In life, unknowns either excite you or infuriate you. I experienced both on a recent work-related trip across the Irish Sea to England. Unknown number one was whether I would actually make my engagement given the upheaval the world’s aviation industry is currently in right now. Unknown number two was the car I would be heading north in after landing into a chaotic Stansted Airport.

The whole trip was beset with setbacks and delays so, a word of warning: believe the headlines because internal flying right now is a nightmare and patience is most definitely called for. But the picture improved as soon as I pulled away in the vehicle waiting for me in the short stay car park. For sheer presence and feel-good factor, perhaps only a Range Rover comes close to bettering it.

Irrespective of your tastes or interests, when you think Land Rover, chances are the name that immediately springs to mind is Defender. A colossus of the automotive world for the best part of seventy years, time finally caught up with the original – and gradually improved – SUV a few years back. When it did, work started on a successor much better suited for 21st century motoring.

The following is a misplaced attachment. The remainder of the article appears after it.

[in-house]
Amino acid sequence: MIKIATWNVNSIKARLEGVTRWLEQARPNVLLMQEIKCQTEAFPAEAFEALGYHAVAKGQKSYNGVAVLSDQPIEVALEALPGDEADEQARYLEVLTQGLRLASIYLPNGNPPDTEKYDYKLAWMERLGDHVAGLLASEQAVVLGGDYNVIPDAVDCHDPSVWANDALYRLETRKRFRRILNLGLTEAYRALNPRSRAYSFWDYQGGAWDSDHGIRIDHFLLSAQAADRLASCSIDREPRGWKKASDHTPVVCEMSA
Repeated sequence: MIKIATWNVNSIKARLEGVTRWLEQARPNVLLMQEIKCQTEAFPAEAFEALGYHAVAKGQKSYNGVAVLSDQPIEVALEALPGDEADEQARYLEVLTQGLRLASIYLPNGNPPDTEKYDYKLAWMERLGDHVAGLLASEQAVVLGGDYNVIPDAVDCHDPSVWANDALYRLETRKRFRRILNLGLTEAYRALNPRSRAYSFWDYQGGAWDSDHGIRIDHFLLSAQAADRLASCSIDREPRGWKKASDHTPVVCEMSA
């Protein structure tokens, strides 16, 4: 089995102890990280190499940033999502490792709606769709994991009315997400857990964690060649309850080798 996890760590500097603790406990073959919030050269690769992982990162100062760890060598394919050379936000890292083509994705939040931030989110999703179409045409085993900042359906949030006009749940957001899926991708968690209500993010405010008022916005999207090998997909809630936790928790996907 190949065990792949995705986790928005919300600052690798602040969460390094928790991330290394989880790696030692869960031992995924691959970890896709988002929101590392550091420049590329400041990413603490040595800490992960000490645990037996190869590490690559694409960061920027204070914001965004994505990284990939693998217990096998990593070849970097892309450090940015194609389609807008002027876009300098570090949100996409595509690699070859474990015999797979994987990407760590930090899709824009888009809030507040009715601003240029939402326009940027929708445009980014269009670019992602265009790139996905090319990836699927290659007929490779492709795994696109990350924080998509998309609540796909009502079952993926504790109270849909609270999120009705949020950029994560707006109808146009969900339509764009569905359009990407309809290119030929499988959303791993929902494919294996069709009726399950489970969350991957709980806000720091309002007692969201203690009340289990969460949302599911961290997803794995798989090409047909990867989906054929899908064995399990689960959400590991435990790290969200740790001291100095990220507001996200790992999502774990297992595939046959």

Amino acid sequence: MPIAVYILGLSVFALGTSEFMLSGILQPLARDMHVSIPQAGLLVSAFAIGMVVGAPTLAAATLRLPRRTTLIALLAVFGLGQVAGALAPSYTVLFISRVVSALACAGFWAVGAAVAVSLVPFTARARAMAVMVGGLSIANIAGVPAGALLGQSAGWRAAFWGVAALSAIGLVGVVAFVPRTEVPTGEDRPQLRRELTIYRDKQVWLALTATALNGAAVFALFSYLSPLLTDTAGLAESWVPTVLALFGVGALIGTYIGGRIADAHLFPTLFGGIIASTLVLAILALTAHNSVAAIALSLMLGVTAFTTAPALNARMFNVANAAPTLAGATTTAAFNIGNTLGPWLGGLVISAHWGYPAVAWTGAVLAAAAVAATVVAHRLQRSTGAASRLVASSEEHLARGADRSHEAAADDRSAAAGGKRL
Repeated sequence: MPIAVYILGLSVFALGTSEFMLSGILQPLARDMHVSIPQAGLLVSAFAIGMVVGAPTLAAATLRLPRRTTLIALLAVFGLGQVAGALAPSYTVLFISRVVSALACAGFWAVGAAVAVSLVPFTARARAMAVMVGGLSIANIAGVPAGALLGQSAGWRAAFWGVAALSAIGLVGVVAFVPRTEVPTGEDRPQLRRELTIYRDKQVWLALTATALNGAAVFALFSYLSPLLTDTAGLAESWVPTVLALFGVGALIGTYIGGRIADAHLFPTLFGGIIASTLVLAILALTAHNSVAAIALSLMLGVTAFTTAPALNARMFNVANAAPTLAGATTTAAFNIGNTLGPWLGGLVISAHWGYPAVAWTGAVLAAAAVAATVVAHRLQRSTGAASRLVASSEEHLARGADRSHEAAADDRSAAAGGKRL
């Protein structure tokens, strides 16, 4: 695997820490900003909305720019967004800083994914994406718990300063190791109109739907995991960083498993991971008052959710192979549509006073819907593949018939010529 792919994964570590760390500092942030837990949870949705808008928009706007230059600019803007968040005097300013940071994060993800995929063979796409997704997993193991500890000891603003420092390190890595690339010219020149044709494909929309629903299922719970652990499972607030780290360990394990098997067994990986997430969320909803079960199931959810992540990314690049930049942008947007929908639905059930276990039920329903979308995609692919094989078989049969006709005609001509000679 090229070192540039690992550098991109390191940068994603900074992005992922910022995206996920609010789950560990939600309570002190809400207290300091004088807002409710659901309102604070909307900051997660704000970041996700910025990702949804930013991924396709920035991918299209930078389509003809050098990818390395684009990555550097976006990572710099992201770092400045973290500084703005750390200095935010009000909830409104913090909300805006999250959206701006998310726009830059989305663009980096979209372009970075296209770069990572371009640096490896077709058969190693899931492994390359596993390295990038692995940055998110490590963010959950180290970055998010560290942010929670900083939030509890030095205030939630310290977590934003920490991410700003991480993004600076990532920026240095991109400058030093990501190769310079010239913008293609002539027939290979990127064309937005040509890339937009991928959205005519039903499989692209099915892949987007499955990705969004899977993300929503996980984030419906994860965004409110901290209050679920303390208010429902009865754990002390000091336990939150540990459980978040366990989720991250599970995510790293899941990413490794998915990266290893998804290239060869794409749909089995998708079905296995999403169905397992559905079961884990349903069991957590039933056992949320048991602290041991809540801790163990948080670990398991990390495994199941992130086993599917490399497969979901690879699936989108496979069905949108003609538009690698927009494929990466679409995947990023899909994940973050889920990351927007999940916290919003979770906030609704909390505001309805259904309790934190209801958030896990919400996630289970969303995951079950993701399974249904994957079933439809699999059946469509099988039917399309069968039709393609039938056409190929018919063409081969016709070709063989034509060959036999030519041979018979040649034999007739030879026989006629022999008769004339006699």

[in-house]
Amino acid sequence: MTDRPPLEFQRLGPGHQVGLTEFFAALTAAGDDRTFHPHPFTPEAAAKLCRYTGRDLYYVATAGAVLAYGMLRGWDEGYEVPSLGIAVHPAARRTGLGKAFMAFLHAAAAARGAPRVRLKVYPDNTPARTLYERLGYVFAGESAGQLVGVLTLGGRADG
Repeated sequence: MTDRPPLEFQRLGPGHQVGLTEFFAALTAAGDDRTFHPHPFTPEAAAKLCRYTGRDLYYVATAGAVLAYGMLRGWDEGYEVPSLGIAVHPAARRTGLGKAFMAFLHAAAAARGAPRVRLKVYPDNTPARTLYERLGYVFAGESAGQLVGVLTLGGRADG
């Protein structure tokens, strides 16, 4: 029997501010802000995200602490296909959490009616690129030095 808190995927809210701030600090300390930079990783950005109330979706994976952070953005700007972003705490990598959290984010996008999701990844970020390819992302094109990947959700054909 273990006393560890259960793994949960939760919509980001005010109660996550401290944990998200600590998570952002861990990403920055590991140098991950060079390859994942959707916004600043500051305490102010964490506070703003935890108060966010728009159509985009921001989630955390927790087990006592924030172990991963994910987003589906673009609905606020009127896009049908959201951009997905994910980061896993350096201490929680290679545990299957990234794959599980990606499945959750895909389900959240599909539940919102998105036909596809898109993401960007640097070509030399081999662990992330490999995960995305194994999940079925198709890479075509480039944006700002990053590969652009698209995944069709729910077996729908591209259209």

Without wishing to spoil this road test too soon, the reinvented 4×4 is brilliant in pretty much every aspect. Well, apart from the price which we will get to shortly. Due to the COVID pandemic, my introduction to this reimagined, go anywhere and do anything jeep has been delayed a little longer than I would have liked. Still, good things come to those people who wait and all that.

I sampled the Defender in short wheelbase, three-door ‘90’ guise. For housekeeping purposes, it is worth mentioning customers have the choice of a larger ‘110’ – ideal for five people and their kit – or the soon-to-arrive ‘130’ that takes aim squarely at the eight-seat market.

Land Rover is forever tweaking and changing the specs and models that make up the Defender range meaning our ‘SE’ – a 2020-reg car with 18,000-miles on the clock is the equivalent to the current ‘X-Dynamic SE’. Yet, despite exploring the great outdoors in the hands of journalists and Land Rover workers, it felt as tight – and as solid – as the day it rolled off the production line at Nitra in Slovakia.

Before options, you are looking at an on-the-road price just north of £50,000; with a few extras ticked – a safari-spec air intake (£649), a black contrast roof (£900), air suspension (£1,615), e- active differential (£1,020) and towing pack (£2,200) – they inflate the final ticket cost to £61,125.